@Scott I don’t disagree with any of what you say. The challenge is that we have hundreds of members, most of whom are hobbyists. We try to strike the balance between amount of training, and basic tool safety. Were we to extend this band saw philosophy across the shop, training would would require dozens of hours to be turned loose in the shop. Learning while working on projects is the nature of a makerspace / community workshop, and for any hobbyist. We are not a shop full of professional users. The downside is that the tools get a higher level of abuse. All of that said, there are discussions going about developing some skills classes for deep dives on individual tools, table saw, router, etc…
I was not aware that changing/tuning the blade was dropped from the bandsaw class. It was my hope that the class would help to educate more members on bandsaw adjustments. Like most tools in the shop, the bandsaws get abused through lack of attention and lack of experience. They are just more prone to go off the rails versus the Sawstop. On the Sawstop, the lack of adjustment tends to show up in the workpiece.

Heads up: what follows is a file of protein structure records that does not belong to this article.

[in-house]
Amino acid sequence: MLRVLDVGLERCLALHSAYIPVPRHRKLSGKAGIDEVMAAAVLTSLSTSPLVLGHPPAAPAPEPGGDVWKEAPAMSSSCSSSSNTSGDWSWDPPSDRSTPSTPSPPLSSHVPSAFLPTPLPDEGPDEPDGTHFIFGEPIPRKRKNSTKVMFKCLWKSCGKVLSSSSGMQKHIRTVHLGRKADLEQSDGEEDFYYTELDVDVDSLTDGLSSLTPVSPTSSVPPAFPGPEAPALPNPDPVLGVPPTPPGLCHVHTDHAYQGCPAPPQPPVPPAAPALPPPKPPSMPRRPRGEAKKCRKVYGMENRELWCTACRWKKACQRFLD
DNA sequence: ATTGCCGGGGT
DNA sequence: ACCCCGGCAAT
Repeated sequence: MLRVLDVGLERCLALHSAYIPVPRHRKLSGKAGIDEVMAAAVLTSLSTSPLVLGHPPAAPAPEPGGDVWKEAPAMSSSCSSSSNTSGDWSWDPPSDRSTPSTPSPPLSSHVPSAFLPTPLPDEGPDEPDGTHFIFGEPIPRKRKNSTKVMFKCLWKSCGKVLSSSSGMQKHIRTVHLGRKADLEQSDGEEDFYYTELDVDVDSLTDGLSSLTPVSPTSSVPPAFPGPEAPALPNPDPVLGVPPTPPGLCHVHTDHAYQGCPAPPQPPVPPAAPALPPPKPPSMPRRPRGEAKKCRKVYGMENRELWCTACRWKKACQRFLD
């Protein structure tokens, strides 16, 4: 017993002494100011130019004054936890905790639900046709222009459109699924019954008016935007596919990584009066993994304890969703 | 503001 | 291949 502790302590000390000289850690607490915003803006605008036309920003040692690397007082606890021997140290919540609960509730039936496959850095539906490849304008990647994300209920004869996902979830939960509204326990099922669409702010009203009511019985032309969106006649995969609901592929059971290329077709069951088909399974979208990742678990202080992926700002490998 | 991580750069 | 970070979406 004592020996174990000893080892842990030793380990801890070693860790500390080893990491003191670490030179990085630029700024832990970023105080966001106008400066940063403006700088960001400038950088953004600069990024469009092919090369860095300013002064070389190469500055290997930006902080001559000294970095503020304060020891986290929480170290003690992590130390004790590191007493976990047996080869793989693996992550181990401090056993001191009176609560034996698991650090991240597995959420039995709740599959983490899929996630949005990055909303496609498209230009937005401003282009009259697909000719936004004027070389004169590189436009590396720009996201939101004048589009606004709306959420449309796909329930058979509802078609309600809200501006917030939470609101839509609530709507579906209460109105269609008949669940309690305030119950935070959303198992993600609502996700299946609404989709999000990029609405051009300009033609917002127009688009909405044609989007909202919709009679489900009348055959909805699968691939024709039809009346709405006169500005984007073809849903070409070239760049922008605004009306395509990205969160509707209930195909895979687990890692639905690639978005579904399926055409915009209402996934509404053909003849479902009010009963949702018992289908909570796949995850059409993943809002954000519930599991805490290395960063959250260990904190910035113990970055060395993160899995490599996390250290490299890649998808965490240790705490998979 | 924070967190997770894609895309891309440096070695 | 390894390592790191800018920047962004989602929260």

All of that said, it would be great to train up more people on bandsaw maintenance. Perhaps we can put together some workshops, where we at least teach how to tune the bandsaws. @Scott , are you interested in helping out with that?
I agree that it would be impractical to train everyone to this level, especially during onboarding. I like the idea of having classes available to train users to a more competent intermediate level though with checkout on specific machines. Combining these kinds of classes with shop maintenance days - for instance having the experts who tune the jointer do a class on that when they are already here to do the work - would be a good way to integrate expertise with processes already in place. Granting greater privileges with higher levels of training might also be advised, while limiting those with lower levels to using frequently misused machines with some level of supervision, or to certain hours when support is available may also be considered. At some point, I would be open to helping with training. I’ve not been in the shop much recently because I am overwhelmed at work, so adding to my load right now is not possible. Maybe in the New Year.